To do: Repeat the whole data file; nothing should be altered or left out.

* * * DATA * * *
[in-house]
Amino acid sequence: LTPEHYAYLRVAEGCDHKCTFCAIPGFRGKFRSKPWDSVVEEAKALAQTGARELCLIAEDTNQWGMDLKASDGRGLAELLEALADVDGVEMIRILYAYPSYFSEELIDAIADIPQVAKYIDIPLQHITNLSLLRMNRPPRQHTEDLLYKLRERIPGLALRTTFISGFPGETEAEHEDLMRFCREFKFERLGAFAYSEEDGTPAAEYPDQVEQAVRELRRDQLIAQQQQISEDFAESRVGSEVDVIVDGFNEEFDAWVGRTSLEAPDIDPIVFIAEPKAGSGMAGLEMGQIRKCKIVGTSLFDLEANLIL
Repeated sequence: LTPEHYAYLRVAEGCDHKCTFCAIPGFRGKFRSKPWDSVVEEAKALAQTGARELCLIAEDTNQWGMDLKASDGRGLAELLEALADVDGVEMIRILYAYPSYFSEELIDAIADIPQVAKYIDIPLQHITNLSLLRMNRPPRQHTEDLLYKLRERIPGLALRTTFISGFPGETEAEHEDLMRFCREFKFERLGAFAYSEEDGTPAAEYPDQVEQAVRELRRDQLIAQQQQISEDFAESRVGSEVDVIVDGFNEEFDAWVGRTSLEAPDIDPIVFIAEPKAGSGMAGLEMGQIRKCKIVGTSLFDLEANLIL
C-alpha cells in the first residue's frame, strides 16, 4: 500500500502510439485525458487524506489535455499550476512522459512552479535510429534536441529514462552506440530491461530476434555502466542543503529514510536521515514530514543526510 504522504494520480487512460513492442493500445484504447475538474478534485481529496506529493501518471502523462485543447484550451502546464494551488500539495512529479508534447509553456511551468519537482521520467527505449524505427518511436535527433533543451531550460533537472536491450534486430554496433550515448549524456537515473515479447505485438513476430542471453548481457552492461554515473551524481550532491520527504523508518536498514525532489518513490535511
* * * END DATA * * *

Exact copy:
[in-house]
Amino acid sequence: LTPEHYAYLRVAEGCDHKCTFCAIPGFRGKFRSKPWDSVVEEAKALAQTGARELCLIAEDTNQWGMDLKASDGRGLAELLEALADVDGVEMIRILYAYPSYFSEELIDAIADIPQVAKYIDIPLQHITNLSLLRMNRPPRQHTEDLLYKLRERIPGLALRTTFISGFPGETEAEHEDLMRFCREFKFERLGAFAYSEEDGTPAAEYPDQVEQAVRELRRDQLIAQQQQISEDFAESRVGSEVDVIVDGFNEEFDAWVGRTSLEAPDIDPIVFIAEPKAGSGMAGLEMGQIRKCKIVGTSLFDLEANLIL
Repeated sequence: LTPEHYAYLRVAEGCDHKCTFCAIPGFRGKFRSKPWDSVVEEAKALAQTGARELCLIAEDTNQWGMDLKASDGRGLAELLEALADVDGVEMIRILYAYPSYFSEELIDAIADIPQVAKYIDIPLQHITNLSLLRMNRPPRQHTEDLLYKLRERIPGLALRTTFISGFPGETEAEHEDLMRFCREFKFERLGAFAYSEEDGTPAAEYPDQVEQAVRELRRDQLIAQQQQISEDFAESRVGSEVDVIVDGFNEEFDAWVGRTSLEAPDIDPIVFIAEPKAGSGMAGLEMGQIRKCKIVGTSLFDLEANLIL
C-alpha cells in the first residue's frame, strides 16, 4: 500500500502510439485525458487524506489535455499550476512522459512552479535510429534536441529514462552506440530491461530476434555502466542543503529514510536521515514530514543526510 504522504494520480487512460513492442493500445484504447475538474478534485481529496506529493501518471502523462485543447484550451502546464494551488500539495512529479508534447509553456511551468519537482521520467527505449524505427518511436535527433533543451531550460533537472536491450534486430554496433550515448549524456537515473515479447505485438513476430542471453548481457552492461554515473551524481550532491520527504523508518536498514525532489518513490535511